This piece is the second place winner for the 2021 Cover Art Contest, as judged by Chief Lady Bird.
SECOND PLACE: 莫(Mò), by Kyla Yin
“莫(Mò) represents absence. Something that isn’t there or isn’t able to be done. I was first drawn to this idea when the Chinese character appeared in a horror movie to represent the spiritual realm.
I was working on this piece during a period when I felt suspended in uncertainty, and was trying to perceive the universe as impartial as a way to cope. Ox-Head and Horse-Face guard the gate to the underworld in Chinese mythology, where souls face judgment and are rewarded or punished accordingly. The people suspended in the gate are somewhere between the physical and spiritual world, with no judgments upon them yet. Coincidentally, I finished this piece around the same time as when the uncertainty I was facing drew to a close.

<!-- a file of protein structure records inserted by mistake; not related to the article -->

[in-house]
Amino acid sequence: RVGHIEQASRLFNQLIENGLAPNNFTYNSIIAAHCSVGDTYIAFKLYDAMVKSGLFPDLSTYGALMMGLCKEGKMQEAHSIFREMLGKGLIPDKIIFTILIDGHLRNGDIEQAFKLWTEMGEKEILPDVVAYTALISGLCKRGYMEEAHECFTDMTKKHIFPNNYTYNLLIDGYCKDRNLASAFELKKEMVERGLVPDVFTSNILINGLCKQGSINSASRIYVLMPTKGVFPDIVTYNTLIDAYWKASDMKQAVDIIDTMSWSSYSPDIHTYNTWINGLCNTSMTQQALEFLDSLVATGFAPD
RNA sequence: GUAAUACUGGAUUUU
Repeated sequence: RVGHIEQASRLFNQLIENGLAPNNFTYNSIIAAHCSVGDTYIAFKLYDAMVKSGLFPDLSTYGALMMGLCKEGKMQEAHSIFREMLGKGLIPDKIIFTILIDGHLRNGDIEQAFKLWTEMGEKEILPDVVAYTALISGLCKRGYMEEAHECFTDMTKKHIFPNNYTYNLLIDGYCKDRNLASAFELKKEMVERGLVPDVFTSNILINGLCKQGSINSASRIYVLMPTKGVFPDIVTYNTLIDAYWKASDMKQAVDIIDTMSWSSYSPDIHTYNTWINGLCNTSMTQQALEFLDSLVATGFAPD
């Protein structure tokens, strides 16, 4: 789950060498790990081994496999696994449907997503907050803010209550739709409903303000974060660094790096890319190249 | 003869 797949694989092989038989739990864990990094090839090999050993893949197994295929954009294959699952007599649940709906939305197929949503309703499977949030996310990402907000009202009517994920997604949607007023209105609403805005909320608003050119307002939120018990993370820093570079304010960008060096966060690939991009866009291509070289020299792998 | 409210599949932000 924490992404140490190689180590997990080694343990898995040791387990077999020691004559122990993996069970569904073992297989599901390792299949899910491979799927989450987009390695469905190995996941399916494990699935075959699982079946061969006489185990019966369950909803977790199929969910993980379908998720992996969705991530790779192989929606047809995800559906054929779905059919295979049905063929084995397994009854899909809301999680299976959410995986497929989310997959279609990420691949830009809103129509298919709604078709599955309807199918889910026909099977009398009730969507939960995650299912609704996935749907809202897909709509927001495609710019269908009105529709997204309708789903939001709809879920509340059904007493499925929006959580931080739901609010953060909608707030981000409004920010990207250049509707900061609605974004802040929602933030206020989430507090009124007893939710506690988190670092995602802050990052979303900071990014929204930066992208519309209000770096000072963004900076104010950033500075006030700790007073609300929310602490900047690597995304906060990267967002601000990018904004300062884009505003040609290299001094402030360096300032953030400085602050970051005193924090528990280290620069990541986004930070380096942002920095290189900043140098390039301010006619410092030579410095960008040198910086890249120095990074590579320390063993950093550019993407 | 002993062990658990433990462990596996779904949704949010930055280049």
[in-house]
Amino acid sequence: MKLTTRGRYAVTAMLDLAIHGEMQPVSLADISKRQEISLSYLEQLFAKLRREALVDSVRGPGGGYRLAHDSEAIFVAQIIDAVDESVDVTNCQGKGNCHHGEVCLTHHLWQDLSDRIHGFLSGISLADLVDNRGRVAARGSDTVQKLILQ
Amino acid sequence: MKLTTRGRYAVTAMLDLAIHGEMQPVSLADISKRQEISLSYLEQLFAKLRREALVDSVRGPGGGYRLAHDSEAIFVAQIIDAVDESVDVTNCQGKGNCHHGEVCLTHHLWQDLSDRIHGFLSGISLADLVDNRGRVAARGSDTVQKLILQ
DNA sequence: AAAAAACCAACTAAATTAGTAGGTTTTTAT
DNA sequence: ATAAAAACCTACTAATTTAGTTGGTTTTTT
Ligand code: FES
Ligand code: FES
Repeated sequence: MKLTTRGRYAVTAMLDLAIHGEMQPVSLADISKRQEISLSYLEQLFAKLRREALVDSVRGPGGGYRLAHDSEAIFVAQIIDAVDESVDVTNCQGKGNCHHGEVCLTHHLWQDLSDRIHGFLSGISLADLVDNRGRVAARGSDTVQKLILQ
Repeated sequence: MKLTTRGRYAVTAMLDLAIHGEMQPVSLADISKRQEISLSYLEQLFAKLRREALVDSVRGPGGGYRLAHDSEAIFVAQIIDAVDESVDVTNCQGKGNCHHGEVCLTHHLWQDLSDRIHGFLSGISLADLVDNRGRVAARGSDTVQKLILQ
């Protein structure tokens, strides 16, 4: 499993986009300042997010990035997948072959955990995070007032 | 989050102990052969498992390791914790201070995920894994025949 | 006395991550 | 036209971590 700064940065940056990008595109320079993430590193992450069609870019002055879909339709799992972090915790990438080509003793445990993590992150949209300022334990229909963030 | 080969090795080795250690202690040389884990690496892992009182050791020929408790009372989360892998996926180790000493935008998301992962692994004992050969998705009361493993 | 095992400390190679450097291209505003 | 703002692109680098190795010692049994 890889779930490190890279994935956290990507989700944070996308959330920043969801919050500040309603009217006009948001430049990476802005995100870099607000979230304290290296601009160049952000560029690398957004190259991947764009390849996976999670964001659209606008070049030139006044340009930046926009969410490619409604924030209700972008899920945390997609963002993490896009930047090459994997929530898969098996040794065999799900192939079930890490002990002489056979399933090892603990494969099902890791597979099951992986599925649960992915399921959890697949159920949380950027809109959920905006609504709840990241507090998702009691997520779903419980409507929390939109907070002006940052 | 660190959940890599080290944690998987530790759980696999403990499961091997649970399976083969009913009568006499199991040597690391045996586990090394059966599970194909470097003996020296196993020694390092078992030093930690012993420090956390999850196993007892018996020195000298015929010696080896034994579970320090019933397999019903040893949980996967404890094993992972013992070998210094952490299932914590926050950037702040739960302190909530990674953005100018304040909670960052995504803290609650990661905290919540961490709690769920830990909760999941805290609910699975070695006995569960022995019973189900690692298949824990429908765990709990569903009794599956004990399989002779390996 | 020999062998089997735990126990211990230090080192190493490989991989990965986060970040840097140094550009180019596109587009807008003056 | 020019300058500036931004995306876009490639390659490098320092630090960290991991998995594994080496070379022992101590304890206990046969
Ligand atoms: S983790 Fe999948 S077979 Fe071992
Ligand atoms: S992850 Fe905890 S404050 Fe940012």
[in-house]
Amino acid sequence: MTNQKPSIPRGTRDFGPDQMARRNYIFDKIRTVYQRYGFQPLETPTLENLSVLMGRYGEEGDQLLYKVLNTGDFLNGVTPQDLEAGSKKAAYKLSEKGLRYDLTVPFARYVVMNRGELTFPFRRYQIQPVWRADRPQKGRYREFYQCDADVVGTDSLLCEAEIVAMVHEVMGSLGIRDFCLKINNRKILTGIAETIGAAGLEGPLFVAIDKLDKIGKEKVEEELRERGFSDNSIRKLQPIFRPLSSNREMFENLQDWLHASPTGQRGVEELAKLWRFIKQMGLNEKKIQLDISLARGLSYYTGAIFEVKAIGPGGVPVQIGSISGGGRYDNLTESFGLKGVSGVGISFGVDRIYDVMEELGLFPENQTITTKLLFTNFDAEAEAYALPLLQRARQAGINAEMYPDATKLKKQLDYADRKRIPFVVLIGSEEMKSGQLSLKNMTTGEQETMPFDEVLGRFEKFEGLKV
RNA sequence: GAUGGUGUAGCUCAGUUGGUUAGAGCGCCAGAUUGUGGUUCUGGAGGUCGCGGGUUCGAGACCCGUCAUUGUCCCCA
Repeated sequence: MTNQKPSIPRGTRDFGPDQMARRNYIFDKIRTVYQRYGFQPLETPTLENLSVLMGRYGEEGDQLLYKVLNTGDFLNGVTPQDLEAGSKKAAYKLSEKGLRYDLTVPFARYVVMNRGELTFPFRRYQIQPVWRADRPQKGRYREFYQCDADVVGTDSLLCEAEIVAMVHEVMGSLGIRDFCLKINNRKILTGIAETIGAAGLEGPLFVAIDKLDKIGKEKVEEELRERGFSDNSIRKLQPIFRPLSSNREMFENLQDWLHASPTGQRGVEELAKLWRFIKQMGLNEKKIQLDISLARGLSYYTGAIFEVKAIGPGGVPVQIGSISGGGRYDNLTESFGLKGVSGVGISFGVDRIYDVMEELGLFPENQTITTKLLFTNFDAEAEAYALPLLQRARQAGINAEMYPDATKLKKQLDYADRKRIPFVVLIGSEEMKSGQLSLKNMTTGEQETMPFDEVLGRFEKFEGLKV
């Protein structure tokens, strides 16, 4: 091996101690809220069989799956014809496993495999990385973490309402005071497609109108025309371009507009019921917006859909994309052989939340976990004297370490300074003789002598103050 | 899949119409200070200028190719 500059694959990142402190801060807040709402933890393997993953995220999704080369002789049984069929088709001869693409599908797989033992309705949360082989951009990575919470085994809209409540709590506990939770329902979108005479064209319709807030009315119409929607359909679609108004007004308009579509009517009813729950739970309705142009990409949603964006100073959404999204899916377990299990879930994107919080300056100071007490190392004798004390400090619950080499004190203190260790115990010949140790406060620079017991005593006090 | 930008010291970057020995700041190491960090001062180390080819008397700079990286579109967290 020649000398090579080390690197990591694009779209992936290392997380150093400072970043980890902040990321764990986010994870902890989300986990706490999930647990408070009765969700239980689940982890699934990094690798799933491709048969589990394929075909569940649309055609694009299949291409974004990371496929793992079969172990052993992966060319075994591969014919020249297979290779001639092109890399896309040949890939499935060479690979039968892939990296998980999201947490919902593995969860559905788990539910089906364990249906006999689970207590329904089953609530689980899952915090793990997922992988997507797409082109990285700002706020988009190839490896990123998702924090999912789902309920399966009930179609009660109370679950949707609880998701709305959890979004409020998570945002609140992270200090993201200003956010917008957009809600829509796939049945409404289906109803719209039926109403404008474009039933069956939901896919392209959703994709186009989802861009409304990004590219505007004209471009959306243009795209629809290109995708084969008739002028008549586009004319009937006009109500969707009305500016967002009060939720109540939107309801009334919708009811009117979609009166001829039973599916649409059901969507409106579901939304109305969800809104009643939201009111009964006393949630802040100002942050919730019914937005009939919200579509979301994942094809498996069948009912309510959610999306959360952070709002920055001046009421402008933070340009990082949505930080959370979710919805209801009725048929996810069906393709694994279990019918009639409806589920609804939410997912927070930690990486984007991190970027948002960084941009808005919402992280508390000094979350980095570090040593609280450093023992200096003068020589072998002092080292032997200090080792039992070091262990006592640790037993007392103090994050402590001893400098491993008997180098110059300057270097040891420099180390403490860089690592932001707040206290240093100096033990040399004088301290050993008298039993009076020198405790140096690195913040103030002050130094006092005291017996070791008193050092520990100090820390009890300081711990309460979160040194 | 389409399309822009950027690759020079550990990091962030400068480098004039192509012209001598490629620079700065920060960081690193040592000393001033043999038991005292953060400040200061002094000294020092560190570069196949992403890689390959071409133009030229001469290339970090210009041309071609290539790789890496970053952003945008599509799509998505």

When I consider the universe as an impartial entity, I also reflect on the wisdom of my mother that the simplest things are often the hardest to fully grasp.”
“To me, this piece speaks to the idea of societal “Togetherness” and the somewhat impossibility and complexity of it. There are undertones of sacredness, with figures guarding it. And it feels like the artist is stating that to build togetherness, there must be cross-cultural respect; and perhaps togetherness doesn’t mean “sameness” (Or, they are saying do not assume sameness). The colour palette draws the viewer into a dreamscape that seems to beckon us to ask ourselves where we see ourselves in this circle of prayers and energy.” — Judge Chief Lady Bird